Governor attends blessing of new UHH dormitory
By COLIN M. STEWART
Tribune-Herald staff writer
University of Hawaii at Hilo celebrated Monday morning the dedication of its newest facility, Hale ‘Alahonua Student Residence Hall.
Today, the $32.5 million building, located on Kawili Street across from the main campus entrance, is set to begin moving in up to 300 of this year’s newest crop of students within its trio of of three-story wings, along with large common areas and exterior courtyards. In addition to the dedication, the building also received its certificate of occupancy this week, said Chancellor Donald Straney.
“We made it just in time,” he said with a smile.
The project, which ordinarily would have taken about 21 months to complete, took only 14 months from start to finish, said Miles Nagata, director of university housing. The construction needed to be complete in time for the start to classes this year, he said.
The 105,505-square-foot building located on 33 acres is “just the beginning,” UHH officials said, referring to its status as Phase I in a larger University Village concept that will include commercial buildings and communal areas for students to live, work and play.
Among those who gathered to help celebrate Hilo’s only new residential facility to be built on campus since 1989 was Gov. Neil Abercrombie, who called his reasons for being present “selfish.”
“It means so much to me to be here, to be a part of this. … There’s a lot of people who are going to have to get in line behind me if they want to help support this university,” he said.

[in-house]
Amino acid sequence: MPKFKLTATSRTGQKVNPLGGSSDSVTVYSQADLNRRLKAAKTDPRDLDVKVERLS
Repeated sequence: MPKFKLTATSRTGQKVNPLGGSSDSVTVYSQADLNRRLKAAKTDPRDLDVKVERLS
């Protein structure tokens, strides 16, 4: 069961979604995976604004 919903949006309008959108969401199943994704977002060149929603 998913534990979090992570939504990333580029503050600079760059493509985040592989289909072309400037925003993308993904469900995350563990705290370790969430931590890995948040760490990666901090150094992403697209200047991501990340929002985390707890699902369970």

Abercrombie reflected on how far the university has come in its growth and addition of new facilities, and how little was here in Hilo back when he was a student.
“Malama Solomon and I, we served in the legislature together back when Hilo Community College was it,” he said. “There was no vision about what school opportunities there would be. … But the people in Hilo, they had faith in the Big Island, and what it could be.”
In presenting the building to the public, Straney called it “a great day,” saying that “a well-rounded education includes the personal growth, development and global perspective our students gain by living with each other on campus. Thanks to the efforts of our Hawaii Island legislators, support from Gov. Abercrombie and others, that opportunity will be available to many more students.”
Hale ‘Alahonua takes its moniker from the Hawaiian word for a breeze specific to Hilo — “the breeze upon which the fragrance of earth is carried.”
Email Colin M. Stewart at firstname.lastname@example.org.
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